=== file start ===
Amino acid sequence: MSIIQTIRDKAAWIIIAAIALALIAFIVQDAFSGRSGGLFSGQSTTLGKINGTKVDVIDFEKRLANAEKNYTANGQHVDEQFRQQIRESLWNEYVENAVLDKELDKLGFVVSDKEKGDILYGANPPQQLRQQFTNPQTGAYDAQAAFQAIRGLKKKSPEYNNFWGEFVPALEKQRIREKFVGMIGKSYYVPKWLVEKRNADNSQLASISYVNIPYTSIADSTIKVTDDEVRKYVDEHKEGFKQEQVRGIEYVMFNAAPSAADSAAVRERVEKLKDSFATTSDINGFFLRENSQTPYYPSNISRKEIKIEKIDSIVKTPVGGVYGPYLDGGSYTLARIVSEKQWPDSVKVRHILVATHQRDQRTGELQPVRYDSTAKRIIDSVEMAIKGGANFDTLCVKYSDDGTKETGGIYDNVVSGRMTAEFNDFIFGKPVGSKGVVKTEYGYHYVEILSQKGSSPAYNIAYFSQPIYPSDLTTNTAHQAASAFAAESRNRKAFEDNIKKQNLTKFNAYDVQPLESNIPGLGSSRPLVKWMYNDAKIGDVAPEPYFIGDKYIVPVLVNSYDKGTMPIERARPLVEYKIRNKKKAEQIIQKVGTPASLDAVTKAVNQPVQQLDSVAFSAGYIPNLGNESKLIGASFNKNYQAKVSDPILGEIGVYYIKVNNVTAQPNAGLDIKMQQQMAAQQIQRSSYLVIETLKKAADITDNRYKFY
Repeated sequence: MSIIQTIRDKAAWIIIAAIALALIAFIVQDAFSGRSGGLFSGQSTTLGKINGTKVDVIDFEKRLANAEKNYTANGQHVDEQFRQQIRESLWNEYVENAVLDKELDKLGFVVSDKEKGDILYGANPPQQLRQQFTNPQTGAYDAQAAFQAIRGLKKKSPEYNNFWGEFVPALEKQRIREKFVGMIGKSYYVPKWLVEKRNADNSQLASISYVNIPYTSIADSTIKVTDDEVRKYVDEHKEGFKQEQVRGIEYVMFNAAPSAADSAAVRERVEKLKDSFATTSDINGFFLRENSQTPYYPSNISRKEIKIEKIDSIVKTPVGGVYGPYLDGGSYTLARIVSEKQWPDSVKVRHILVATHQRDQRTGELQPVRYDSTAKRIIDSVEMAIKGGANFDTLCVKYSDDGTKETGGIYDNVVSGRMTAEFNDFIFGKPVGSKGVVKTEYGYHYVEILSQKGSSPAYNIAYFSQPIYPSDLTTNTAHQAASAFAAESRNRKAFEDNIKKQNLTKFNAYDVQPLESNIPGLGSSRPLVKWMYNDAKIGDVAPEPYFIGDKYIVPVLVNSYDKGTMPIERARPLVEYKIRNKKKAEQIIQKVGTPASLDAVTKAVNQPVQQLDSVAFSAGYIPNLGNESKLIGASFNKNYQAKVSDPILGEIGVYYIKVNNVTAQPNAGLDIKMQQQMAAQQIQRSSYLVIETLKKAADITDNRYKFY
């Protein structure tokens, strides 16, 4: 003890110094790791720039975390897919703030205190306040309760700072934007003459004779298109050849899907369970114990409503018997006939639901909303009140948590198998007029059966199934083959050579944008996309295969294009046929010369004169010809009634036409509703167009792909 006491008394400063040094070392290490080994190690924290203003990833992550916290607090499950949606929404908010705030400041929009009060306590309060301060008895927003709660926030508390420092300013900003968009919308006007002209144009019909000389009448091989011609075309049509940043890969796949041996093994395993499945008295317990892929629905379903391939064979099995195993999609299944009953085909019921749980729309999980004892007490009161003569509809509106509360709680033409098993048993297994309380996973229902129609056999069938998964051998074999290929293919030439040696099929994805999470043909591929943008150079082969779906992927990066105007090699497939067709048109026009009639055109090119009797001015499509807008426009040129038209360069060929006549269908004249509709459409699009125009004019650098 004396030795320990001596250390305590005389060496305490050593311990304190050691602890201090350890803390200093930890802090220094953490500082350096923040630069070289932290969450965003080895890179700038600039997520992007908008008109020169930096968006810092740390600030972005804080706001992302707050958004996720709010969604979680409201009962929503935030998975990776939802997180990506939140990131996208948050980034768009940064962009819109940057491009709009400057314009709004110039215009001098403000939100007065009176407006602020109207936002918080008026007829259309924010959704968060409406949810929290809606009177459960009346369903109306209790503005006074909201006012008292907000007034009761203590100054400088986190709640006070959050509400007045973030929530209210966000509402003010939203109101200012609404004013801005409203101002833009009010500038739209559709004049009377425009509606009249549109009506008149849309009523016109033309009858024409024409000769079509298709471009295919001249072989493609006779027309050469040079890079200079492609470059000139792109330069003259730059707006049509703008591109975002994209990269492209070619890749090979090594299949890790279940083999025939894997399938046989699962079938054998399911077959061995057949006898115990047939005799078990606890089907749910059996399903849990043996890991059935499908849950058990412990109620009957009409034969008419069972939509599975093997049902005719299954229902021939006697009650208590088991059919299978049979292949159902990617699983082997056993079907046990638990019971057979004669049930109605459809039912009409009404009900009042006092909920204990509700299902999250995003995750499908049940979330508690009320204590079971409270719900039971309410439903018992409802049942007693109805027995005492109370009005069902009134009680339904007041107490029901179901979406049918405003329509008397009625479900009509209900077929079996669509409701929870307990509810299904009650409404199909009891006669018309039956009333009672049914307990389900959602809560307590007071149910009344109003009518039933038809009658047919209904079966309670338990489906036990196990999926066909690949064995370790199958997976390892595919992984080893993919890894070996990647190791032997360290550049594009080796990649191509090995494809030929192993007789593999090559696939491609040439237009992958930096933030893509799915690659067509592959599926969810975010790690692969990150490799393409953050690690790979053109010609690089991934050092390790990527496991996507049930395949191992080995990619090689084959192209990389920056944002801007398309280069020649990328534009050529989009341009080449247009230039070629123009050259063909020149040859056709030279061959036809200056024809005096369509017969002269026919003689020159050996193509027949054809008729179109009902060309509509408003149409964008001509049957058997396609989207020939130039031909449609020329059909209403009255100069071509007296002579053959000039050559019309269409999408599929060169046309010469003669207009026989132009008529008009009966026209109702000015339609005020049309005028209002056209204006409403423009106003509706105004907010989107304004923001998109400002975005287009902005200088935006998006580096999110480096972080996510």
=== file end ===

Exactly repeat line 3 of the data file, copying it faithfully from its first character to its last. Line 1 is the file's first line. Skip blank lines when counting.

């Protein structure tokens, strides 16, 4: 003890110094790791720039975390897919703030205190306040309760700072934007003459004779298109050849899907369970114990409503018997006939639901909303009140948590198998007029059966199934083959050579944008996309295969294009046929010369004169010809009634036409509703167009792909 006491008394400063040094070392290490080994190690924290203003990833992550916290607090499950949606929404908010705030400041929009009060306590309060301060008895927003709660926030508390420092300013900003968009919308006007002209144009019909000389009448091989011609075309049509940043890969796949041996093994395993499945008295317990892929629905379903391939064979099995195993999609299944009953085909019921749980729309999980004892007490009161003569509809509106509360709680033409098993048993297994309380996973229902129609056999069938998964051998074999290929293919030439040696099929994805999470043909591929943008150079082969779906992927990066105007090699497939067709048109026009009639055109090119009797001015499509807008426009040129038209360069060929006549269908004249509709459409699009125009004019650098 004396030795320990001596250390305590005389060496305490050593311990304190050691602890201090350890803390200093930890802090220094953490500082350096923040630069070289932290969450965003080895890179700038600039997520992007908008008109020169930096968006810092740390600030972005804080706001992302707050958004996720709010969604979680409201009962929503935030998975990776939802997180990506939140990131996208948050980034768009940064962009819109940057491009709009400057314009709004110039215009001098403000939100007065009176407006602020109207936002918080008026007829259309924010959704968060409406949810929290809606009177459960009346369903109306209790503005006074909201006012008292907000007034009761203590100054400088986190709640006070959050509400007045973030929530209210966000509402003010939203109101200012609404004013801005409203101002833009009010500038739209559709004049009377425009509606009249549109009506008149849309009523016109033309009858024409024409000769079509298709471009295919001249072989493609006779027309050469040079890079200079492609470059000139792109330069003259730059707006049509703008591109975002994209990269492209070619890749090979090594299949890790279940083999025939894997399938046989699962079938054998399911077959061995057949006898115990047939005799078990606890089907749910059996399903849990043996890991059935499908849950058990412990109620009957009409034969008419069972939509599975093997049902005719299954229902021939006697009650208590088991059919299978049979292949159902990617699983082997056993079907046990638990019971057979004669049930109605459809039912009409009404009900009042006092909920204990509700299902999250995003995750499908049940979330508690009320204590079971409270719900039971309410439903018992409802049942007693109805027995005492109370009005069902009134009680339904007041107490029901179901979406049918405003329509008397009625479900009509209900077929079996669509409701929870307990509810299904009650409404199909009891006669018309039956009333009672049914307990389900959602809560307590007071149910009344109003009518039933038809009658047919209904079966309670338990489906036990196990999926066909690949064995370790199958997976390892595919992984080893993919890894070996990647190791032997360290550049594009080796990649191509090995494809030929192993007789593999090559696939491609040439237009992958930096933030893509799915690659067509592959599926969810975010790690692969990150490799393409953050690690790979053109010609690089991934050092390790990527496991996507049930395949191992080995990619090689084959192209990389920056944002801007398309280069020649990328534009050529989009341009080449247009230039070629123009050259063909020149040859056709030279061959036809200056024809005096369509017969002269026919003689020159050996193509027949054809008729179109009902060309509509408003149409964008001509049957058997396609989207020939130039031909449609020329059909209403009255100069071509007296002579053959000039050559019309269409999408599929060169046309010469003669207009026989132009008529008009009966026209109702000015339609005020049309005028209002056209204006409403423009106003509706105004907010989107304004923001998109400002975005287009902005200088935006998006580096999110480096972080996510």